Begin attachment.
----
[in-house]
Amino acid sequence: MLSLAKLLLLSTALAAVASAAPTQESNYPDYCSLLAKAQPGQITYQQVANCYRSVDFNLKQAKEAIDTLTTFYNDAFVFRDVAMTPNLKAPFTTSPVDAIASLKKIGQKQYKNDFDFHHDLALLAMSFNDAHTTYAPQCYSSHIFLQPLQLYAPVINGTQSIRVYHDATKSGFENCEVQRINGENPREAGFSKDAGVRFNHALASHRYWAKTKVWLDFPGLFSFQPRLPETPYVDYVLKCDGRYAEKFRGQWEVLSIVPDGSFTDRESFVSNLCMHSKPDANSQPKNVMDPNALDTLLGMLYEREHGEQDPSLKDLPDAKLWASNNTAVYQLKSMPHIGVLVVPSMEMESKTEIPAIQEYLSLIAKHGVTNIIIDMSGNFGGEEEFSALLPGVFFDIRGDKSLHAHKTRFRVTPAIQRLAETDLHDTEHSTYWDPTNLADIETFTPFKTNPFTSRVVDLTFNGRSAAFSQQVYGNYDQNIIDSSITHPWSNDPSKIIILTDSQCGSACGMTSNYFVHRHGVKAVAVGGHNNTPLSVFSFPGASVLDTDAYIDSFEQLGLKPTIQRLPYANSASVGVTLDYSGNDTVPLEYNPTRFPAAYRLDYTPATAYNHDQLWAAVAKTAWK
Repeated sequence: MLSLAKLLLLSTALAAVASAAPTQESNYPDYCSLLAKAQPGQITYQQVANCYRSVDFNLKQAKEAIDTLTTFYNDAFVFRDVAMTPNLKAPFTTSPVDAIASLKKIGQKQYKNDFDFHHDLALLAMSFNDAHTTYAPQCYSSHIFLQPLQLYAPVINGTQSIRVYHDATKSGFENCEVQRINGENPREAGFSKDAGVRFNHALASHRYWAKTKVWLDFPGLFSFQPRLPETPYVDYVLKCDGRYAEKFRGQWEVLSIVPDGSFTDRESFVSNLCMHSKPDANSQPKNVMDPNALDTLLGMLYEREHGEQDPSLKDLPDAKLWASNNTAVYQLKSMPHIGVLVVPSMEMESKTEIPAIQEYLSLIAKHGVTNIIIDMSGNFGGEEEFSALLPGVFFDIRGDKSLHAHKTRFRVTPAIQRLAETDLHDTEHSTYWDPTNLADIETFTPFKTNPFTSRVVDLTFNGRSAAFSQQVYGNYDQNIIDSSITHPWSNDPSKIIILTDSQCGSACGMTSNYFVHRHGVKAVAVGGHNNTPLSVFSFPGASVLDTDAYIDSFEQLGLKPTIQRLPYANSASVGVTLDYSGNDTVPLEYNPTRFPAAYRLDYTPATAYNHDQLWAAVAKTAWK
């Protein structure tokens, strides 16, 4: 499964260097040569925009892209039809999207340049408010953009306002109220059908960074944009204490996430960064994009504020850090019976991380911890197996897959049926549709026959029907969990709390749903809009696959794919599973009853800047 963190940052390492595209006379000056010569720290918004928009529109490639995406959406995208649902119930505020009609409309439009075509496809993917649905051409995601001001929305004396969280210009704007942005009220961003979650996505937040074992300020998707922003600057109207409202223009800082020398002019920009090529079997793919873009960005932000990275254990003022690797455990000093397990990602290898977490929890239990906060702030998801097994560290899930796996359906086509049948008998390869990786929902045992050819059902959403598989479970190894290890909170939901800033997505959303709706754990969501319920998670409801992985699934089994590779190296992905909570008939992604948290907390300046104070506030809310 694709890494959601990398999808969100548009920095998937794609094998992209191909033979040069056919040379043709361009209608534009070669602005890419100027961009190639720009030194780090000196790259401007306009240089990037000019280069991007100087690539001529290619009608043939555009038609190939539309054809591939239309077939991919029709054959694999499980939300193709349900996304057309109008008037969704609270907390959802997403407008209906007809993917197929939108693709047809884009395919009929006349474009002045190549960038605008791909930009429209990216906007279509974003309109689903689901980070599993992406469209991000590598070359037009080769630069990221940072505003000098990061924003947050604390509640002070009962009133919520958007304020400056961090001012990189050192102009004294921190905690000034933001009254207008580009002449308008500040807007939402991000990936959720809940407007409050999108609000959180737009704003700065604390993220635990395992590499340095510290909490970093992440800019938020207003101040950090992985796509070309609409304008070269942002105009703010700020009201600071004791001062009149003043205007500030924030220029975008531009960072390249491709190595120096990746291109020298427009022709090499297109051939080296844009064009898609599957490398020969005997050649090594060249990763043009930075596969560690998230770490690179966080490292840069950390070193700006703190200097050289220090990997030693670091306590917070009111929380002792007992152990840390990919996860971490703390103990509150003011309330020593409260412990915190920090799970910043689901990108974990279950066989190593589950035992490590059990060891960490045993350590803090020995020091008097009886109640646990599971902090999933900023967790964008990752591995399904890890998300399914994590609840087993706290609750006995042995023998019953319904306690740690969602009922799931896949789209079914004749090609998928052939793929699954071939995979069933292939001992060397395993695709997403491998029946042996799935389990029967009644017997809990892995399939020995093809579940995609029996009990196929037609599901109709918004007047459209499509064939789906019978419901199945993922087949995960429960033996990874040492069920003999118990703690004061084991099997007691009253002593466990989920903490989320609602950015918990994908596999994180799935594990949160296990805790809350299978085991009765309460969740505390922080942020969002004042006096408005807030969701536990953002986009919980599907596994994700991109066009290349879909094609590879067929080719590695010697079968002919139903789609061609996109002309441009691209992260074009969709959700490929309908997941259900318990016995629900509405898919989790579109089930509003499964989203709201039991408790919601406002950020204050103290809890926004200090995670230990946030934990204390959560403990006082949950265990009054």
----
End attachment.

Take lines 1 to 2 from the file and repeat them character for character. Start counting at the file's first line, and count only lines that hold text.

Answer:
[in-house]
Amino acid sequence: MLSLAKLLLLSTALAAVASAAPTQESNYPDYCSLLAKAQPGQITYQQVANCYRSVDFNLKQAKEAIDTLTTFYNDAFVFRDVAMTPNLKAPFTTSPVDAIASLKKIGQKQYKNDFDFHHDLALLAMSFNDAHTTYAPQCYSSHIFLQPLQLYAPVINGTQSIRVYHDATKSGFENCEVQRINGENPREAGFSKDAGVRFNHALASHRYWAKTKVWLDFPGLFSFQPRLPETPYVDYVLKCDGRYAEKFRGQWEVLSIVPDGSFTDRESFVSNLCMHSKPDANSQPKNVMDPNALDTLLGMLYEREHGEQDPSLKDLPDAKLWASNNTAVYQLKSMPHIGVLVVPSMEMESKTEIPAIQEYLSLIAKHGVTNIIIDMSGNFGGEEEFSALLPGVFFDIRGDKSLHAHKTRFRVTPAIQRLAETDLHDTEHSTYWDPTNLADIETFTPFKTNPFTSRVVDLTFNGRSAAFSQQVYGNYDQNIIDSSITHPWSNDPSKIIILTDSQCGSACGMTSNYFVHRHGVKAVAVGGHNNTPLSVFSFPGASVLDTDAYIDSFEQLGLKPTIQRLPYANSASVGVTLDYSGNDTVPLEYNPTRFPAAYRLDYTPATAYNHDQLWAAVAKTAWK